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anandamide degradation

Anandamide, a member of the endocannabinoid class of signaling lipids, is the amide of ethanolamine and arachidonate. It is part of the endocannabinoid system, a neural signaling pathway consisting of endogenous cannabinoids (endocannabinoids), cannabinoid receptors, and the enzymes that biosynthesize and degrade endocannabinoids. Studies suggest that the function of the endocannabinoid system is related to pain modulation, the immune system, neuroprotection, and addiction. Models have been proposed for endocannabinoid regulation of endogenous reward mechanisms in the brain. Anandamide is biosynthesized in the membrane from the phospholipid precursor N-arachidonoylphosphatidylethanolamine. Calcium activated phospholipase D releases it into the synapse. Anandamide is thought to interact with the G-protein coupled CB1 cannabinoid receptor in the central nervous system. Activation of CB1 receptors by enodcannabinoids (or by exogenous cannabinoids) suppresses neurotransmission. Its action at the CB1 receptor is terminated by a comnbination of transport (by an as yet unidentified mechanism), followed by hydrolysis by fatty acid amino hydrolase (FAAH). This enzyme has been studied as a potential therapeutic target and inhibitors of its activity have been developed. FAAH knockout mice have been produced that show CB1-dependent behavioral responses . A single nucleotide polymorphism in the human gene encoding FAAH has been found to be strongly associated with drug and alcohol abuse . This polymorphism results in an enzyme with increased sensitivity to proteolysis. The arachidonate product of the enzyme can be oxidized as shown by the pathway link, or it can be converted to biologically active eicosanoids (prostaglandins, prostacyclins, thromboxanes, leukotrienes, and lipoxins). Ethanolamine can be used in the biosynthesis of phosphatidylethanolamine, as shown by the pathway link. In and reviewed in .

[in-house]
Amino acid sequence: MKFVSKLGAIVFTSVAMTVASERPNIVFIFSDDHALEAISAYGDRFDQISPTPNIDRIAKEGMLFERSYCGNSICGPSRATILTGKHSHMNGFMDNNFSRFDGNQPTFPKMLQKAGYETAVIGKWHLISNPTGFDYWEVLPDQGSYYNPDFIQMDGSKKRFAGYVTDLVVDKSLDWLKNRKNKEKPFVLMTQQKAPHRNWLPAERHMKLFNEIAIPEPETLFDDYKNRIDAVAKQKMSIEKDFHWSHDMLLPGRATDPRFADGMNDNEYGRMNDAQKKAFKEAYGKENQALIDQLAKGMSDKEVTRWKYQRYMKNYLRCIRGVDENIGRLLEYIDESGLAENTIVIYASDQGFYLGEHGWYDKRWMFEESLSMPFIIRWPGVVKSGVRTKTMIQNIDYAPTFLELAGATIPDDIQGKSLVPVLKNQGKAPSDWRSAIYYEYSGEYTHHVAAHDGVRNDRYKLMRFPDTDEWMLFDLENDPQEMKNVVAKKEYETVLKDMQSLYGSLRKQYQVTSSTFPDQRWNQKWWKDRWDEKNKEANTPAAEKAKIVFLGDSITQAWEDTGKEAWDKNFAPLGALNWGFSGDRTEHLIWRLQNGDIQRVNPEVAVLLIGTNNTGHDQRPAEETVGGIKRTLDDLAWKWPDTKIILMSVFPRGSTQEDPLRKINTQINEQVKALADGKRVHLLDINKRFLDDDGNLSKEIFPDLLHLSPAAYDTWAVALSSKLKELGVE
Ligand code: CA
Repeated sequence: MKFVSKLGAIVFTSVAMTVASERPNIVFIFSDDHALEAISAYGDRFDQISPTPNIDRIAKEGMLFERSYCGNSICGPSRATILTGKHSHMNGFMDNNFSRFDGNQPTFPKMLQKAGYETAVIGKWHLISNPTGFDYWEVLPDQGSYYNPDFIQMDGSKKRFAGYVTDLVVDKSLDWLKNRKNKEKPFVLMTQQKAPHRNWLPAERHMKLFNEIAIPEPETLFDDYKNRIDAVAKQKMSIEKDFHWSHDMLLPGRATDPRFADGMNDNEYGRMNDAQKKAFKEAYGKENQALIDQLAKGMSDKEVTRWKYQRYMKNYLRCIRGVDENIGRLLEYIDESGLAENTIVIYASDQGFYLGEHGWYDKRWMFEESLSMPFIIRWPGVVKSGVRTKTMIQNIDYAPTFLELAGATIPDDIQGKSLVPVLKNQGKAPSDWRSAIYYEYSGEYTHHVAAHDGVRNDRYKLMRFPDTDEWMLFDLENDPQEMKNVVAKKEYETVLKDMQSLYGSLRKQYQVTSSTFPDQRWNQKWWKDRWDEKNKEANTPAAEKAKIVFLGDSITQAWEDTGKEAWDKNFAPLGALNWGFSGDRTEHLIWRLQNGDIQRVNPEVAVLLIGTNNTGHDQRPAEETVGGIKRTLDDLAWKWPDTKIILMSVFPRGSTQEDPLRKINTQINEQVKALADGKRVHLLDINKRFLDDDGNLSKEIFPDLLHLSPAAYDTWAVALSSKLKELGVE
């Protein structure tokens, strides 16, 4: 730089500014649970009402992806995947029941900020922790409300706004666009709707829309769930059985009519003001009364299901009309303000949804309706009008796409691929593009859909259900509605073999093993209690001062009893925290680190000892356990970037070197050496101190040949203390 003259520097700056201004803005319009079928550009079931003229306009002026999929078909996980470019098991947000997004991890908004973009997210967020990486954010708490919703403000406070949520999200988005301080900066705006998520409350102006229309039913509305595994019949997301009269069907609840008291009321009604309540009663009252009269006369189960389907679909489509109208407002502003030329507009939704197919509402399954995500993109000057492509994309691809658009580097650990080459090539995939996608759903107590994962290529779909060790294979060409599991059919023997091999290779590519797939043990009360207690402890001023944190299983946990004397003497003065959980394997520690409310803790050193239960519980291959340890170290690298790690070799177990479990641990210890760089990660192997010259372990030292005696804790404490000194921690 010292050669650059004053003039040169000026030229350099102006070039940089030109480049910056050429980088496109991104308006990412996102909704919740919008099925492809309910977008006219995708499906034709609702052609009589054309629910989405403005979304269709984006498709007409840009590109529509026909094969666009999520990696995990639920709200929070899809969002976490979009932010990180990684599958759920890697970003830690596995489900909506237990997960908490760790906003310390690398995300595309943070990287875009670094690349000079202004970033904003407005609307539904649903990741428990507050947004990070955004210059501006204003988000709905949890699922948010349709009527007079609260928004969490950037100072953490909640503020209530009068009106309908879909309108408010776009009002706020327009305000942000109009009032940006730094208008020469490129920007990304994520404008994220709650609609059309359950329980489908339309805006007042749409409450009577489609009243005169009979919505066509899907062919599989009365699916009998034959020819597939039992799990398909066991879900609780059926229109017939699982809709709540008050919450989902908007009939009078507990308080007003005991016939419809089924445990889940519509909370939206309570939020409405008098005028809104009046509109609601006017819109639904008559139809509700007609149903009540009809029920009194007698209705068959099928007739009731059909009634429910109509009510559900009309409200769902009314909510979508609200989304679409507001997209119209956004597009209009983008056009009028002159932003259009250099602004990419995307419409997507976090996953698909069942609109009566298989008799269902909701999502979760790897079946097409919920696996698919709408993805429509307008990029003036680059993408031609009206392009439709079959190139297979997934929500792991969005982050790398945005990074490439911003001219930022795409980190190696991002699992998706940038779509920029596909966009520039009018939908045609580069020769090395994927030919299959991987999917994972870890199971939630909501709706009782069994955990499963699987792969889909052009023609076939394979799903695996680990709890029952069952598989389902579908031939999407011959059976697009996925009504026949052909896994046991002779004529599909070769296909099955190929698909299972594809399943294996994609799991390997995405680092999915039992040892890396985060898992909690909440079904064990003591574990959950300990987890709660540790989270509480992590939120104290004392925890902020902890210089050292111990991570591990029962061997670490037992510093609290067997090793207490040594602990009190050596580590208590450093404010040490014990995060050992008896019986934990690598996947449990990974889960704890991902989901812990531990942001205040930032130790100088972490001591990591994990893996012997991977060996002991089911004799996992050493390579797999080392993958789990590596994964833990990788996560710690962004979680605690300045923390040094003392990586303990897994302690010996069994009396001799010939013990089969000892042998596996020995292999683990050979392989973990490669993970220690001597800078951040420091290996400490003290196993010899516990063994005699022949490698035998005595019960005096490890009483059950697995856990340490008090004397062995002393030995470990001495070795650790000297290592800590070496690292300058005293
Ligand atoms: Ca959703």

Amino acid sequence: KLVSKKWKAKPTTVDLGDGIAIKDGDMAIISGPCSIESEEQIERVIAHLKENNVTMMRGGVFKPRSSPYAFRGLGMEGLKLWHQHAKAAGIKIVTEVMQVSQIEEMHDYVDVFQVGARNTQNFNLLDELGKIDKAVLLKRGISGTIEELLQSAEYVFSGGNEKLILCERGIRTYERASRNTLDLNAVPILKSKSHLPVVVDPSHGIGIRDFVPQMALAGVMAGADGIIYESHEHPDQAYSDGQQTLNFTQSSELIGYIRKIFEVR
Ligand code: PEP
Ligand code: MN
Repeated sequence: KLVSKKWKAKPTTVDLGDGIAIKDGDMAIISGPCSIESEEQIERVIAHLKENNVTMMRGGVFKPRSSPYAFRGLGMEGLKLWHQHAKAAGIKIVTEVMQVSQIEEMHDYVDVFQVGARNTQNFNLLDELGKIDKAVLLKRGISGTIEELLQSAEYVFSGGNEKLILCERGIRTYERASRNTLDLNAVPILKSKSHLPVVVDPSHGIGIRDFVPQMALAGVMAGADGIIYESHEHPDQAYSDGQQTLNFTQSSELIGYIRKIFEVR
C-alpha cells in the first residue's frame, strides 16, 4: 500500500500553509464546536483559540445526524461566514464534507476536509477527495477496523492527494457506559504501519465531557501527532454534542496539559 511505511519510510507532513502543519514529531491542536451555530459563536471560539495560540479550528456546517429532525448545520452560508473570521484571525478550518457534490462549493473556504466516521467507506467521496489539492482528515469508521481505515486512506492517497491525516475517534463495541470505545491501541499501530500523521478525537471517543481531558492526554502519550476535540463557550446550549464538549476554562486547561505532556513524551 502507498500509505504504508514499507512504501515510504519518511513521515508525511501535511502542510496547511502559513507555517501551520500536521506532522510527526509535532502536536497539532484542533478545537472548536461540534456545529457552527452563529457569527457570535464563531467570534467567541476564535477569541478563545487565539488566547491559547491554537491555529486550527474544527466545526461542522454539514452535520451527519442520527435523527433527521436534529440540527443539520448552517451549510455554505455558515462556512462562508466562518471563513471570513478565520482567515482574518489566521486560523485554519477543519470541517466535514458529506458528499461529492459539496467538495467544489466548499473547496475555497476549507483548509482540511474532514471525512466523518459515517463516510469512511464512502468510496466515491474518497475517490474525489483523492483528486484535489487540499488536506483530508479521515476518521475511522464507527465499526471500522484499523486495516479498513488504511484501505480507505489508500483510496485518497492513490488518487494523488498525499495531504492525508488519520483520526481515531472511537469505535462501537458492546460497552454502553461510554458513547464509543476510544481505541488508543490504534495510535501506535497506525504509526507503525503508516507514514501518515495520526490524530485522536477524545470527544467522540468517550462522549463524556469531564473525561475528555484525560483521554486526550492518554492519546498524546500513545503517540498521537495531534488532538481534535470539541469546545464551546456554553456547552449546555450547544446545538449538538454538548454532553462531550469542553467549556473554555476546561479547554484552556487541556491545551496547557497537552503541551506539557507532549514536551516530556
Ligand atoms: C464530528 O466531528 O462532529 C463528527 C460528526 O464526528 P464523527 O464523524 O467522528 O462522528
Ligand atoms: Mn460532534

from BIOCYC source record: HUMAN_PWY6666-1
Type: pathway
Taxonomic scope
organism-specific biosystem
Homo sapiens

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